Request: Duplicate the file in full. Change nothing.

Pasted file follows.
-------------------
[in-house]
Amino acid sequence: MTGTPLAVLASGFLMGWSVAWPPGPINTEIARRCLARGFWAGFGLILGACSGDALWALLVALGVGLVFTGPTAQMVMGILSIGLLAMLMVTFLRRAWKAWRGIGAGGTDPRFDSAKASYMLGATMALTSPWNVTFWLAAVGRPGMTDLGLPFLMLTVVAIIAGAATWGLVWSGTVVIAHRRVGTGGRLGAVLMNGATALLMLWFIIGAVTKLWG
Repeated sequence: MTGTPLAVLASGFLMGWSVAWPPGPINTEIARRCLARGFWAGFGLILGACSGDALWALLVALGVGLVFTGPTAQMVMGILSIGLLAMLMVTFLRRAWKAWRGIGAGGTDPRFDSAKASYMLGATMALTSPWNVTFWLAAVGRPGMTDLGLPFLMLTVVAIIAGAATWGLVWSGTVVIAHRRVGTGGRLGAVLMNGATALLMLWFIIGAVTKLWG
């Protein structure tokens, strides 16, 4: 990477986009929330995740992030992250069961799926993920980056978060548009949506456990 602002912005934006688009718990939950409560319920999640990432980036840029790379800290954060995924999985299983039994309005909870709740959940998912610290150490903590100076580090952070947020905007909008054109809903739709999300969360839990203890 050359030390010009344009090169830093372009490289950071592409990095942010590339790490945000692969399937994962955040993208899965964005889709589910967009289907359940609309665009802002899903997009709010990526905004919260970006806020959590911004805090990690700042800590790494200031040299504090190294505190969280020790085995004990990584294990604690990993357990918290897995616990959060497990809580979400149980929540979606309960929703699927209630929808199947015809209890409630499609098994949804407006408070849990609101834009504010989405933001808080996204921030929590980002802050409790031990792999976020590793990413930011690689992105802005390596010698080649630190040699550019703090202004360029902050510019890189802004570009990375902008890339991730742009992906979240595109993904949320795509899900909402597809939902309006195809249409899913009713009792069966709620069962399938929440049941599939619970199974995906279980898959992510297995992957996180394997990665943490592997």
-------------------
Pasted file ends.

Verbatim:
[in-house]
Amino acid sequence: MTGTPLAVLASGFLMGWSVAWPPGPINTEIARRCLARGFWAGFGLILGACSGDALWALLVALGVGLVFTGPTAQMVMGILSIGLLAMLMVTFLRRAWKAWRGIGAGGTDPRFDSAKASYMLGATMALTSPWNVTFWLAAVGRPGMTDLGLPFLMLTVVAIIAGAATWGLVWSGTVVIAHRRVGTGGRLGAVLMNGATALLMLWFIIGAVTKLWG
Repeated sequence: MTGTPLAVLASGFLMGWSVAWPPGPINTEIARRCLARGFWAGFGLILGACSGDALWALLVALGVGLVFTGPTAQMVMGILSIGLLAMLMVTFLRRAWKAWRGIGAGGTDPRFDSAKASYMLGATMALTSPWNVTFWLAAVGRPGMTDLGLPFLMLTVVAIIAGAATWGLVWSGTVVIAHRRVGTGGRLGAVLMNGATALLMLWFIIGAVTKLWG
């Protein structure tokens, strides 16, 4: 990477986009929330995740992030992250069961799926993920980056978060548009949506456990 602002912005934006688009718990939950409560319920999640990432980036840029790379800290954060995924999985299983039994309005909870709740959940998912610290150490903590100076580090952070947020905007909008054109809903739709999300969360839990203890 050359030390010009344009090169830093372009490289950071592409990095942010590339790490945000692969399937994962955040993208899965964005889709589910967009289907359940609309665009802002899903997009709010990526905004919260970006806020959590911004805090990690700042800590790494200031040299504090190294505190969280020790085995004990990584294990604690990993357990918290897995616990959060497990809580979400149980929540979606309960929703699927209630929808199947015809209890409630499609098994949804407006408070849990609101834009504010989405933001808080996204921030929590980002802050409790031990792999976020590793990413930011690689992105802005390596010698080649630190040699550019703090202004360029902050510019890189802004570009990375902008890339991730742009992906979240595109993904949320795509899900909402597809939902309006195809249409899913009713009792069966709620069962399938929440049941599939619970199974995906279980898959992510297995992957996180394997990665943490592997």